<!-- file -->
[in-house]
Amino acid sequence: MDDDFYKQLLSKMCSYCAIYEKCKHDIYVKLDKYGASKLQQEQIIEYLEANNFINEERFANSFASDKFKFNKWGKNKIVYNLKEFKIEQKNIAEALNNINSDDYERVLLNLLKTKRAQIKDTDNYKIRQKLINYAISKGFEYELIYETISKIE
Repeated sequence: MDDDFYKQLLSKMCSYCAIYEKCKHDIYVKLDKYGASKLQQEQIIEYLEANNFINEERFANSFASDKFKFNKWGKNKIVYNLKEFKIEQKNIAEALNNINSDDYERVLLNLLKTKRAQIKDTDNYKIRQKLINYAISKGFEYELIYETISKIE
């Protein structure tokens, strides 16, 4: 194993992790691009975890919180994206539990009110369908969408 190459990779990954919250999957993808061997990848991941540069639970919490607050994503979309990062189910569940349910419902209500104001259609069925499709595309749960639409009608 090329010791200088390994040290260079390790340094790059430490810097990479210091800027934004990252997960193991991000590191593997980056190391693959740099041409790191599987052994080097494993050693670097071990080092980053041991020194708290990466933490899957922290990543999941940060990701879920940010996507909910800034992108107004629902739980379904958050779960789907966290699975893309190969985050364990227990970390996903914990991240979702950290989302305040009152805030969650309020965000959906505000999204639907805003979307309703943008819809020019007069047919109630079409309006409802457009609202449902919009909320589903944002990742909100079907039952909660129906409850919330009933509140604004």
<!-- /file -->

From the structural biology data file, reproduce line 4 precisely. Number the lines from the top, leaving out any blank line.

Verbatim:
């Protein structure tokens, strides 16, 4: 194993992790691009975890919180994206539990009110369908969408 190459990779990954919250999957993808061997990848991941540069639970919490607050994503979309990062189910569940349910419902209500104001259609069925499709595309749960639409009608 090329010791200088390994040290260079390790340094790059430490810097990479210091800027934004990252997960193991991000590191593997980056190391693959740099041409790191599987052994080097494993050693670097071990080092980053041991020194708290990466933490899957922290990543999941940060990701879920940010996507909910800034992108107004629902739980379904958050779960789907966290699975893309190969985050364990227990970390996903914990991240979702950290989302305040009152805030969650309020965000959906505000999204639907805003979307309703943008819809020019007069047919109630079409309006409802457009609202449902919009909320589903944002990742909100079907039952909660129906409850919330009933509140604004």